First Responder
Emergency Medical Technician (EMT)
Emergency Medical Technician - Intermediate (EMT-I)
Emergency Medical Technician - Advanced (EMT-P) Paramedic


The First Responder program is designed to train individuals likely be the first on the scene of an automobile collision to assess the situation and provide urgent emergency medical care until definitive care arrives.
The South Carolina First Responder consists of a revised Department of Transportation's 40-hour First Responder course, along with an additional 4-hour South Carolina EMS-imposed oxygen administration training course. This curriculum provides the student with vital training that will permit the rendering of lifesaving techniques at the roadside.
Additional information about First Responders is below.


This patch is awarded at the completion of the South Carolina Emergency Medical Technician course, Basic level. This course consists of 120 hours of classroom time, 12 hours of hospital training, and a written and skills practical exam. This level of certification is required to be able to perform primary patient care onboard an ambulance in South Carolina. 
Additional information about EMT's is below.
This patch is awarded at the completion of the South Carolina Emergency Medical Technician course, Intermediate level. This course follows success completion of the EMT Basic course, and adds an additional 48 hours of material. Additional skills that can be performed include Endotracheal Intubation and administration of selected drugs.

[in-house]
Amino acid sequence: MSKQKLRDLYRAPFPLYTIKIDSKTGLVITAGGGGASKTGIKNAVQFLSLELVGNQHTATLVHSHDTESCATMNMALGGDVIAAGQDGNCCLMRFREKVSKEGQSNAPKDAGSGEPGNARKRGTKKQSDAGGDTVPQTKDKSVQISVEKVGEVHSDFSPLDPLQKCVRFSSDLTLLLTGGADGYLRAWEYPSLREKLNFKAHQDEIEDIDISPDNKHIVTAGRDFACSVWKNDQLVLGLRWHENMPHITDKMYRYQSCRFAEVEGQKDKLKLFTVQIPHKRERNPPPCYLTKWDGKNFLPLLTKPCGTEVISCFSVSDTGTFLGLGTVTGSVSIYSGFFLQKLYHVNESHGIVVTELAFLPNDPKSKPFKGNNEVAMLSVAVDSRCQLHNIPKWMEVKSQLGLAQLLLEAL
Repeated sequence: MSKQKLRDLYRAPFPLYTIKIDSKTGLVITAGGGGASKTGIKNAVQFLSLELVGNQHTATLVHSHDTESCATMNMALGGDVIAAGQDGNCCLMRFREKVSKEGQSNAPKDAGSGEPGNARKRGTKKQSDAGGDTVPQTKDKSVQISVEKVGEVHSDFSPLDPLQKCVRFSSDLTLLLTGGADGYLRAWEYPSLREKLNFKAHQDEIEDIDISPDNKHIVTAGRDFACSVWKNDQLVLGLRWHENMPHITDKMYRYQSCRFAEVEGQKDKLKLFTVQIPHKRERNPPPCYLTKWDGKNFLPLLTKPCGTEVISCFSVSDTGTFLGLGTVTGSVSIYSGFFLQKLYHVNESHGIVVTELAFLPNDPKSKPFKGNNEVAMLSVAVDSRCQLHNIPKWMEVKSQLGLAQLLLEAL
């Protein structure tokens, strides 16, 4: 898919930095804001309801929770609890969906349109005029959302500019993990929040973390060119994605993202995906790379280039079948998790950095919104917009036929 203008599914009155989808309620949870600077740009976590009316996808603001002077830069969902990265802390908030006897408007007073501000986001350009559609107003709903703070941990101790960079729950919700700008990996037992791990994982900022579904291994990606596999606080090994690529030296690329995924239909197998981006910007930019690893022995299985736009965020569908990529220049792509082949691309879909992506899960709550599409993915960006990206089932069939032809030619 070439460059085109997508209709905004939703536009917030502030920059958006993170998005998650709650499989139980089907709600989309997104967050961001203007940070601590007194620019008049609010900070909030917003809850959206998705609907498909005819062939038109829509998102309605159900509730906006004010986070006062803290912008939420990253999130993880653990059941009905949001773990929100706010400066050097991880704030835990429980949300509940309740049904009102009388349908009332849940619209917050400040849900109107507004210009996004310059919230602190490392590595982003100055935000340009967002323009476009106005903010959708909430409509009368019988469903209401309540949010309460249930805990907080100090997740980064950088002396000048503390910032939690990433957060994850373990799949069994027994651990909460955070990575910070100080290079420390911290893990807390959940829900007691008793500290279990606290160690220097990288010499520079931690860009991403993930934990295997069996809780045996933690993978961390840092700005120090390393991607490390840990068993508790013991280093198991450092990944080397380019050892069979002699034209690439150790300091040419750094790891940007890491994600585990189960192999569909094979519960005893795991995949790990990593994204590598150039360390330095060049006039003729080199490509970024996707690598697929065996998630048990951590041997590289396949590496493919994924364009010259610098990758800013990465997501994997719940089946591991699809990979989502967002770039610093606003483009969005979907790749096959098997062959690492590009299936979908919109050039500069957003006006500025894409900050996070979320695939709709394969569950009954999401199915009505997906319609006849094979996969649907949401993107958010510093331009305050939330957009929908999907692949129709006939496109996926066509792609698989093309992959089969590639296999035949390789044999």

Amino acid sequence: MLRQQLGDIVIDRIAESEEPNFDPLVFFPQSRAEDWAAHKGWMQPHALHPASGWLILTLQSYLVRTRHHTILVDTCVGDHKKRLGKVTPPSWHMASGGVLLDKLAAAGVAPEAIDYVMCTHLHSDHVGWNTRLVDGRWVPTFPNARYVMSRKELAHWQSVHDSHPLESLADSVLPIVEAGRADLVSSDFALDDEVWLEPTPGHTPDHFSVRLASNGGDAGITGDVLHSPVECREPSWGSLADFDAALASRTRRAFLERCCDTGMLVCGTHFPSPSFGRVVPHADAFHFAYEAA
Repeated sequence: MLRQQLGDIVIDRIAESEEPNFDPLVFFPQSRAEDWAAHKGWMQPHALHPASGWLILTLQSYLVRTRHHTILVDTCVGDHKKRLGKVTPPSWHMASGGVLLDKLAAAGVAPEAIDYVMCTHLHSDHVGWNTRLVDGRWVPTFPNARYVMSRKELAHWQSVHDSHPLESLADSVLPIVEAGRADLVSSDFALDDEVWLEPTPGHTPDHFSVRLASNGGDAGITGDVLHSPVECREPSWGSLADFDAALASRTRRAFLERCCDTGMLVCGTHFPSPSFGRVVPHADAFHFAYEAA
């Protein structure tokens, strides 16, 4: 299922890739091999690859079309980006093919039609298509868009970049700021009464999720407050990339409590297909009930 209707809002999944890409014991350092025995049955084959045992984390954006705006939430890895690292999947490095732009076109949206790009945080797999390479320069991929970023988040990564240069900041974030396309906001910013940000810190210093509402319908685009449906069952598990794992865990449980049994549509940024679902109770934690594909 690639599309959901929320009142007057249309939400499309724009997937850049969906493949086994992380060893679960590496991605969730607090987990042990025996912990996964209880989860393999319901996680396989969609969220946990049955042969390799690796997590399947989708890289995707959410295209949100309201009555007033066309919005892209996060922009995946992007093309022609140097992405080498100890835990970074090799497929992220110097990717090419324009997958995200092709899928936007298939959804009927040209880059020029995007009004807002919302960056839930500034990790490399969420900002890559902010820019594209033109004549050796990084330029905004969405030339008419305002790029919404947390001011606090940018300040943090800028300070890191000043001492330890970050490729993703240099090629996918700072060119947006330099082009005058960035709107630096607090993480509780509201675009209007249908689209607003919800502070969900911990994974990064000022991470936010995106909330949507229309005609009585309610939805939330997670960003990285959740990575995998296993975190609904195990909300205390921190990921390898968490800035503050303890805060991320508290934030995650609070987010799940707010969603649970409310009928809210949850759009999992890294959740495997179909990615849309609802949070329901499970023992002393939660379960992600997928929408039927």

Additional information about EMT-I's is below.

The Paramedic patch is awarded at the completion of the South Carolina Emergency Medical Technician course, Advanced level. This course requires an additional 640 hours of classroom time, followed by 120 hours of hospital training. Additional skills that can be performed over the Intermediate level include administration of  up to 40 drugs, Intra-osseous Infusions, Cardiac Monitoring, Pacing and Defibrillation, and Pleural Decompression of the chest. Recent changes to the paramedic curriculum have increased the total course time to over 1,200 hours starting in 2002.
Additional information about Paramedics is below.

The symbol of the STAR OF LIFE, which is used in the United States to indicate a provider of emergency care. This symbol was designed by Leo R. Schwartz, Chief of the EMS Branch of the National Highway Traffic Safety Administration, in 1973. The symbol commonly used till that time was the Omaha cross, which is an orange cross similar to the Red Cross. The Red Cross objected to the similarity, and NHTSA investigated and determined that a symbol that could be more easily recognized was needed. In 1977, the Star of Life was registered as a trademark.